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A: The part which states "makes a normal move into base to base contact" refers to the type of movement carried out by the troops. In other words, the player declares a close assault and moves his troops into contact using the normal movement procedure, dicing for the movement distance as appropriate (see Close Assault procedure, on pg. 21). The movement takes place during the turn in which the assault is declared. The Close Assault activity is assumed to cover the movement into contact as well as the ensuing melee. Obviously, however, the closer the unit is to their intended target, the greater the chance that they will actually reach it, as opposed to running out of steam a few yards short.
A: I must admit that this paragraph was not one of my better examples of clear, concise written English! The amendment sheet provided at the end of the rules clarifies the paragraph with a much clearer explanation. In essence, however, the maximum permitted casualties is the maximum number of casualties that the firer could possibly inflict:
e.g. e.g. A player has a score to hit of 80. If he throws a result between 31 and 80, he inflicts one potential casualty. If he scores between 21 and 30, he will score an additional potential casualty. If he scores between 11 and 20, he will score two additional potential casualties and so on. If he scores 00 (zero), then he will score the maximum permitted potential casualties, in this case 1 + 4 additional potential casualties.
A: Heavy Armoured Vehicles are all those which are not light AFVs. As most of the AFVs used in Vietnam were APCs or other light armoured vehicles (M-551, V-100, etc.), the heavy AFC category includes vehicles such as M-48s, M-41s, Australian Centurions, etc.
A: The effect of the Elite and Veteran modifiers in Fire Support situations is to increase the chance of the fire falling where it is required. In other words, the greater the level of training and experience of the troops calling in the fire, the more chance there is that it will land on the target. This reflects the real world where the better trained troops generally have more expertise in these sort of things but also allows for practical experience to show through, thus Veteran troops will have learnt how to call in the fire support simply through hard-earned practical experience.
A: Yes, the modifiers for field defences and overhead cover are cumulative. This reflects the benefits of several feet of sandbags, logs, or earth over the trench or bunker, as opposed to a position which is open to the sky. As someone who was under air attack in the Falklands War in 1982, I can vouch for the benefits (both real and psychological) of overhead protection!
A: This is not specifically stated. However, I have perhaps assumed that the reader would probably figure it out -- this will need to be amended in future editions. (Having said that, you are the first one to ask this question!) Anyway, assuming that the controlling unit is in communication with the inbound aircraft, then the men on the ground can specify the direction in which the attack is to be made. ("Lay nape along the tree line 100 meters east of my yellow smoke." "Roger that, you boys y'all keep your heads down now...") The controlling player may therefore nominate the direction of the fire.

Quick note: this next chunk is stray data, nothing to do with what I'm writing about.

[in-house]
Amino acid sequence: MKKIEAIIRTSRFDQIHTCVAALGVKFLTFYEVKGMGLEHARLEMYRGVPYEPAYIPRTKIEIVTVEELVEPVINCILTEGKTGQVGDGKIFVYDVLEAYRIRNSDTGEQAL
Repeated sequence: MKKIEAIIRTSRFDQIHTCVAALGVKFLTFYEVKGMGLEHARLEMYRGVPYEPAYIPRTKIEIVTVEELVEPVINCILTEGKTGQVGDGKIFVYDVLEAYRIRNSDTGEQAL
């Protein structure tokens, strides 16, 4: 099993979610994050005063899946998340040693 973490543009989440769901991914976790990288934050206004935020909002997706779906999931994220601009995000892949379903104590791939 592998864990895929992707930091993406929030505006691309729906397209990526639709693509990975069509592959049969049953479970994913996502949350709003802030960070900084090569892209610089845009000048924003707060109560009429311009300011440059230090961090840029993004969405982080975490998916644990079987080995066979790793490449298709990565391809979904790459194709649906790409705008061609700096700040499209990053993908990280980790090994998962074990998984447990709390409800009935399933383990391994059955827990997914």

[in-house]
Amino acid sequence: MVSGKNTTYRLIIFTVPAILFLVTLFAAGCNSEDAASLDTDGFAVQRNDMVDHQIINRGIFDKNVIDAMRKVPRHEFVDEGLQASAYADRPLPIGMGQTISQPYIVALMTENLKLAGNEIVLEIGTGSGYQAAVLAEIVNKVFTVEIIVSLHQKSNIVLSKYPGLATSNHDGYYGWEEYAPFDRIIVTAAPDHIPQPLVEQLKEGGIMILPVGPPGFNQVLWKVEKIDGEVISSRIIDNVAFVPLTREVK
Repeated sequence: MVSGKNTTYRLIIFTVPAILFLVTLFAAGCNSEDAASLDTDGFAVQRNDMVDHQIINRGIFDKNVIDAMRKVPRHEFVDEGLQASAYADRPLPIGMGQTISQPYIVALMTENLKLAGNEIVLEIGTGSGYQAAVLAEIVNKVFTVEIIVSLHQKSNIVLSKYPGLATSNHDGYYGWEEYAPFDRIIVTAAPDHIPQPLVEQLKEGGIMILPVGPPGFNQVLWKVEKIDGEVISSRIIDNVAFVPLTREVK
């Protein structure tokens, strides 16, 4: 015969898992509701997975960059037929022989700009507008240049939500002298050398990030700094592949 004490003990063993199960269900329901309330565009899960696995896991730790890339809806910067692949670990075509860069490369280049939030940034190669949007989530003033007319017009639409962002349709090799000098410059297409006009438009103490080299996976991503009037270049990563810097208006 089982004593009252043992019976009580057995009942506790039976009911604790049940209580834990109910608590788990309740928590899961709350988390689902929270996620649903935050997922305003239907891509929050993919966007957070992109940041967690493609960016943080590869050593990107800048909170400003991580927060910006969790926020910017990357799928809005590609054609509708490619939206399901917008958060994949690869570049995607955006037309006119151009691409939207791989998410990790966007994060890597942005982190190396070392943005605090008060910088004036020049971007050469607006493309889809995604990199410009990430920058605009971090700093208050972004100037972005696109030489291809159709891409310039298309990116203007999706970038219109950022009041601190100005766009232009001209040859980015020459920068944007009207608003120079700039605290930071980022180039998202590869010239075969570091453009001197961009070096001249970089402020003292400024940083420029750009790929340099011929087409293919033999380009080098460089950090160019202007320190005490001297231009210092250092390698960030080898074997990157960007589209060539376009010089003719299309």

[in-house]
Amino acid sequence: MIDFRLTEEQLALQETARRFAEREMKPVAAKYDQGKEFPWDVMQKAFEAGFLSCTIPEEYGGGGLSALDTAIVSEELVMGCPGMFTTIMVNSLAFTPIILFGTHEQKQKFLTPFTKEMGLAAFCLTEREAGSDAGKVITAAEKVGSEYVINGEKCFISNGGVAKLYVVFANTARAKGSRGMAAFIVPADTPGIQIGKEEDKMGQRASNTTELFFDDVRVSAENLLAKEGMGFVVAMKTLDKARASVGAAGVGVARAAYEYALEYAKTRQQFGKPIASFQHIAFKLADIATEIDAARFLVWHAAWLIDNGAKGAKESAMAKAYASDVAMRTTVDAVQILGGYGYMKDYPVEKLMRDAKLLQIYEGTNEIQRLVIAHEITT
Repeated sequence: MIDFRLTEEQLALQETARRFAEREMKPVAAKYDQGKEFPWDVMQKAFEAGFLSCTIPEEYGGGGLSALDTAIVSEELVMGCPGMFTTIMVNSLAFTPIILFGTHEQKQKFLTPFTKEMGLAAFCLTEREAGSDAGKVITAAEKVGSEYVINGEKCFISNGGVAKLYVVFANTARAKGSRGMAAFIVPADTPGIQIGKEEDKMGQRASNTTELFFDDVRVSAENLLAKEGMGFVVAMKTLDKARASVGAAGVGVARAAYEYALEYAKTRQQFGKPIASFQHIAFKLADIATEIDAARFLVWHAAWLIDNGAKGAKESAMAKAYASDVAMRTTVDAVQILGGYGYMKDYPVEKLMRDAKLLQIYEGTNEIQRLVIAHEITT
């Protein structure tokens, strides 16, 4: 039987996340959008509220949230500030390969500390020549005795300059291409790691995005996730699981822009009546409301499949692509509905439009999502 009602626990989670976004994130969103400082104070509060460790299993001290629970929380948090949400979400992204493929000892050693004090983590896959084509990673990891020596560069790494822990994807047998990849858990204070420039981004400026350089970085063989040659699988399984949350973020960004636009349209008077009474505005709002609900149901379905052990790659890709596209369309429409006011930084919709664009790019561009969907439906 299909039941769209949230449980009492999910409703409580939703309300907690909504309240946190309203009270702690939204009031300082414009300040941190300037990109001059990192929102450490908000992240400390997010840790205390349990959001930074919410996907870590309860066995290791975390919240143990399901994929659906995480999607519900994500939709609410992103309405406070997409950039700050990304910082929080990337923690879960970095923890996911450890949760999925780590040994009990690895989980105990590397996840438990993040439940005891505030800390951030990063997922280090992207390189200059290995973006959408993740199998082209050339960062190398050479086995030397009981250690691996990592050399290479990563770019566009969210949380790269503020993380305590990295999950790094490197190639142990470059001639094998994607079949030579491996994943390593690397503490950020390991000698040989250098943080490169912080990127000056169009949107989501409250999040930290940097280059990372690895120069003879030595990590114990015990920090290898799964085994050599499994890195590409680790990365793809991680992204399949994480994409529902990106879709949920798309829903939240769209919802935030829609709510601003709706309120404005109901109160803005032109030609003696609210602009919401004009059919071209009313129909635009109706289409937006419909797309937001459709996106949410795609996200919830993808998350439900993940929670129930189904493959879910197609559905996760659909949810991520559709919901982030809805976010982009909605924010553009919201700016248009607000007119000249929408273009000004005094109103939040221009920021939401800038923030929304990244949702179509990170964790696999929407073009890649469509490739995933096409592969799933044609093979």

A: For each further mission on a target which has already been engaged by air support or artillery fire, the requesting troops get a +1 modifier on the dice throw to determine whether or not the fire is on the target. This will increase the chances of hitting the target, to the point where after 4 fire missions or air strikes, any succeeding strikes will automatically land in the right place. In addition, if the subsequent strikes miss the target, the distance by which the fire misses the target is reduced by 50 meters (refer to the charts in the support fire sections). Obviously, however, in order to correct the fire, the requesting unit must remain in communications.
A: Only if the unit on the ground stays in communications in order to correct the strikes.
(As a note on the fire support rules, I personally feel that these are the weakest part of the rules. However, since originally writing them, I have obtained a book on the U.S. artillery in Vietnam, plus more details on how air strikes were controlled. I will probably try and devise a better system for the air and support fire for my own use, and put these out either as an amendment sheet, or in a revised later edition if required. As yet, however, most players seem satisfied with the existing system.)
A: Good question!!!!! You have finally caught me out. AFVs are not affected by support fire. (Although any exposed crew or passengers will be -- "D'you guys still think it is safer sittin' on top of the tracks?") In over a year's worth of playtesting, we did not encounter this problem, and the omission is probably due to the fact that the majority of vehicle casualties were caused by mines or direct fire as opposed to support fire. I will have to give this some thought. I can only plead that, as it was my first attempt at commercial rule writing, I was still learning, and that the odd mistake be allowed!
|22 July 1996||reformatted|
|15 April 1996||reorganized|
|23 March 1995||first published|
|Comments or corrections?|